Conference events and tracks are getting nichey-er and more specific, and rightly so, as every year the knowledge we accumulate about content technology gets deeper and more nuanced, which begs more specific presentations and probing questions from implementers. Earlier this week in London, I attended an event on The Essentials of Meta Data and Taxonomy, and despite my having talked about this topic for 10 years now, I admit I was pleasantly surprised that there were over 100 registrants for such a specific event. The conference featured perspectives from implementers, vendors, and yours truly, the token analyst.
The theme set for the day was The Semantic Revolution, which many are already referring to as Web 3.0, when meaningful and relevant information will more readily be exchanged among systems and targeted to people in a very precise and way (without even specifying what you're seeking). Most claim that taxonomies and meta data are necessary to make it happen. As we note repeatedly in our Enterprise Search Report, search technology needs good categorization and metadata to perform well, and finding information is only one small piece of the Semantic Revolution. But, as this event demonstrated, people are still struggling with getting taxonomies and metadata in place: the tagging process and coming to agreements on controlled vocabularies is anything but easy. It requires serious business process modification and change management.
Meanwhile, a week earlier at the AIIM Expo, one of the panelists on the keynote CIO panel said, "don't spend time on a taxonomy. We did, and it was a waste." Twenty questions immediately popped into my head, wondering what they did wrong, wondering if they didn't involve end-users, or had a taxonomist that didn't work with subject matter experts, or tried to bite off too much at once, or perhaps built a relevant taxonomy but didn't know how to put it to good use? Or was it in a system somewhere, but no one bothered to tag the content? One day prior, during a long chat with Steve Arnold, he argued that none of this stuff -- meaning taxonomies and the technology that needs them to function -- will matter pretty soon.
While that may be the case for some future date, it's not the case now for business trying to find information today. Yes, text mining technology is getting better at extracting meaning from content and in turn categorizing or using it in a useful way, and one day my cell phone may just let my doctor know immediately if I'm having a heart attack. The technology exists now to be able to do that. But the car has also existed for over 100 years, and most of the continent of Africa doesn't have roads. Useful technology without infrastructure doesn't go very far.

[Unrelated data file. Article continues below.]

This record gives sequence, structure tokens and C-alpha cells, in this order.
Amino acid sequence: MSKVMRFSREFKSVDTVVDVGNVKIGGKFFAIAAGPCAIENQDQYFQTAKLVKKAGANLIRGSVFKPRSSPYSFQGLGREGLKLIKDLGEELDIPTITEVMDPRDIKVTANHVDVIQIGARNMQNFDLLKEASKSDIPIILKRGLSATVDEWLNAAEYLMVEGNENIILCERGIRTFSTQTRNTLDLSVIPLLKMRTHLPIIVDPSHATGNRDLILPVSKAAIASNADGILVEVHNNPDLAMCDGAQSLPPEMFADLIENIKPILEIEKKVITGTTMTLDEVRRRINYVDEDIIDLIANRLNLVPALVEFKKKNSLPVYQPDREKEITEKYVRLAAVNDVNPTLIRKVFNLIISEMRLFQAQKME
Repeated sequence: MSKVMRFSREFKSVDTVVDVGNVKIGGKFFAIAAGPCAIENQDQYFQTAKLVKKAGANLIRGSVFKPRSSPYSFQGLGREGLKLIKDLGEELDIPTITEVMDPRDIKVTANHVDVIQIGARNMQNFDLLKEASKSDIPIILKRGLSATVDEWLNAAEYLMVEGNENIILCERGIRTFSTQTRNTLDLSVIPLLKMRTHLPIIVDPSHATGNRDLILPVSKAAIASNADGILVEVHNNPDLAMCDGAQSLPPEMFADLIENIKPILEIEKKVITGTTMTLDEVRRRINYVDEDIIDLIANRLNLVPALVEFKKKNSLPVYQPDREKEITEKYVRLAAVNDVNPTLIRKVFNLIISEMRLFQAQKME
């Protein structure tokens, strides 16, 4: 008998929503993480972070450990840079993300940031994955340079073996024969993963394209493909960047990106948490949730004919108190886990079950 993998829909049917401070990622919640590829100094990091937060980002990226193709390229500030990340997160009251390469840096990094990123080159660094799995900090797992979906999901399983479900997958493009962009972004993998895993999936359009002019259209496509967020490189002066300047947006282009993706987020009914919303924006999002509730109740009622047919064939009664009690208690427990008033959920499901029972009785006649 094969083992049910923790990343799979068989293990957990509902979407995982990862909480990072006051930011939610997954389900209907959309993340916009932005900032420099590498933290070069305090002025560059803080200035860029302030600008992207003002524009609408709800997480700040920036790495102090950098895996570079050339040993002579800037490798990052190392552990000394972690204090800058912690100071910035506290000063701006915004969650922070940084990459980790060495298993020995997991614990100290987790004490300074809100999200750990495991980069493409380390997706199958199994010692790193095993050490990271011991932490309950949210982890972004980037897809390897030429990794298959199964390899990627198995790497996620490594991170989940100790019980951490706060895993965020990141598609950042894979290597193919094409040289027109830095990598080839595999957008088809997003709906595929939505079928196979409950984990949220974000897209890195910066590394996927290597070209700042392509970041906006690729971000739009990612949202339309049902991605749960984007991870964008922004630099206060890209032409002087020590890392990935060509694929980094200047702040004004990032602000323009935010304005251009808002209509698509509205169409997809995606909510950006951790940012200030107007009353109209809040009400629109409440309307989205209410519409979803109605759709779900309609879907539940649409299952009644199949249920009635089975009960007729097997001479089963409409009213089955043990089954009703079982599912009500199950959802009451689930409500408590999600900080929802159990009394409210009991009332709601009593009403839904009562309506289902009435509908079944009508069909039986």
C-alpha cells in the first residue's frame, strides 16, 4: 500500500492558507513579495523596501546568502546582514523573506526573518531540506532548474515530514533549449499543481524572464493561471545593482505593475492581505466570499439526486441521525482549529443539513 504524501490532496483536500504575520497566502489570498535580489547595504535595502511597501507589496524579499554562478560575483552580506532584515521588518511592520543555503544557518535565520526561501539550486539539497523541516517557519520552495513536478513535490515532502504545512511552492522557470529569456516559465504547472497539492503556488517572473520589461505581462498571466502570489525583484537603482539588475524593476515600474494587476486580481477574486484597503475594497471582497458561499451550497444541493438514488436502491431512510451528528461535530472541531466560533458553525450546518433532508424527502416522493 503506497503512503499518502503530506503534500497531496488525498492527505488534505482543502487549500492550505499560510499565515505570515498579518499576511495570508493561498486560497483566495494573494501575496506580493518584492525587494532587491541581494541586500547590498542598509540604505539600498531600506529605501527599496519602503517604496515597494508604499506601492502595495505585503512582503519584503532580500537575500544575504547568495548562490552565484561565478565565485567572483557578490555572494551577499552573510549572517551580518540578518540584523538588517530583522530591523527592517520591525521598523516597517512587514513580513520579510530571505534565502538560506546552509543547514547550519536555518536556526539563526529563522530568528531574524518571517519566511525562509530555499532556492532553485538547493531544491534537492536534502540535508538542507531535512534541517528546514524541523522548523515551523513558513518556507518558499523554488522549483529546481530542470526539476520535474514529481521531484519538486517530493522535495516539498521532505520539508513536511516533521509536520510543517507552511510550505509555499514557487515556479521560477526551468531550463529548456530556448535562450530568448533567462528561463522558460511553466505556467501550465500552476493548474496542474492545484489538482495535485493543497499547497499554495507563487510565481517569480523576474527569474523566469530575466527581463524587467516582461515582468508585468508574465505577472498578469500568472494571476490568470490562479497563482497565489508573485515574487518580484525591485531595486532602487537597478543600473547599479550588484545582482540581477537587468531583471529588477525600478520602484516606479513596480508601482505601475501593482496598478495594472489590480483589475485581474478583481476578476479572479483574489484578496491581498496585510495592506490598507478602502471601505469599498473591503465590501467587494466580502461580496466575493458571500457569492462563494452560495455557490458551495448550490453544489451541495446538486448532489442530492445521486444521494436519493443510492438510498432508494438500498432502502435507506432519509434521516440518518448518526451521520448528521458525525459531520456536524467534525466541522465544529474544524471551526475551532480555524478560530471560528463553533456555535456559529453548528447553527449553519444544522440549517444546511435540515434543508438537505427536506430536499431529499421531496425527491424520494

I'm on the Eurostar train from London to Paris as I type this, thinking: who is Amtrak kidding that the Acela is "high-speed?" Superior technology doesn't always get deployed if there's bureaucracy and restrictions in the way, or when there's inconsistent standards from state-to-state (or system-to-system). The poor English woman next to me is paranoid about getting a Métro ticket out to La Défense during a possible strike, even though she carries a little piece of technology to translate a possible query for her, she's asked for my help. Why? Because the technology she has fails to adapt and handle the semantic nuances she needs to deal with an irregular situation. So does every single piece of content technology on the market today. I use all these examples because the best technology, or the ideal technology, takes a long, long time to be commonplace, and there will always be regulatory, organizational, financial, and personal barriers to their adoption. And this is why we still need taxonomies and metadata for today's technologies function, at least for the immediate future.
For now, content is stove-piped in multiple systems, and search has made people lazy. People think the answer should be as easy as a keyword. But the answers to our biggest findability questions are no more easily found by typing in a keyword than a non-French speaker might get a ticket on a working Métro line during a strike. Getting there is no easier than what Amtrak had to do to get the tracks laid down for Acela, and they still couldn't get the train to go as fast as it could have due to organizational and regulatory disarray.
One thing we often forget about search is that the answer to our question is not necessarily what's literally in the text of the document that answers it. Documents about the Eurostar might never have the words "high-speed train." This is where the technology still falls short, for now, and where taxonomies and metadata strategies fill holes. However, I don't think the technology will fall short for very much longer. Despite many years as a taxonomist, I agree with Steve: some day, content technology won't need taxonomies to function. Someday we will get accurate categorization automatically. Eventually, categorization may not really matter at all. But that time isn't now. The technology we all deal with today has a long way to go.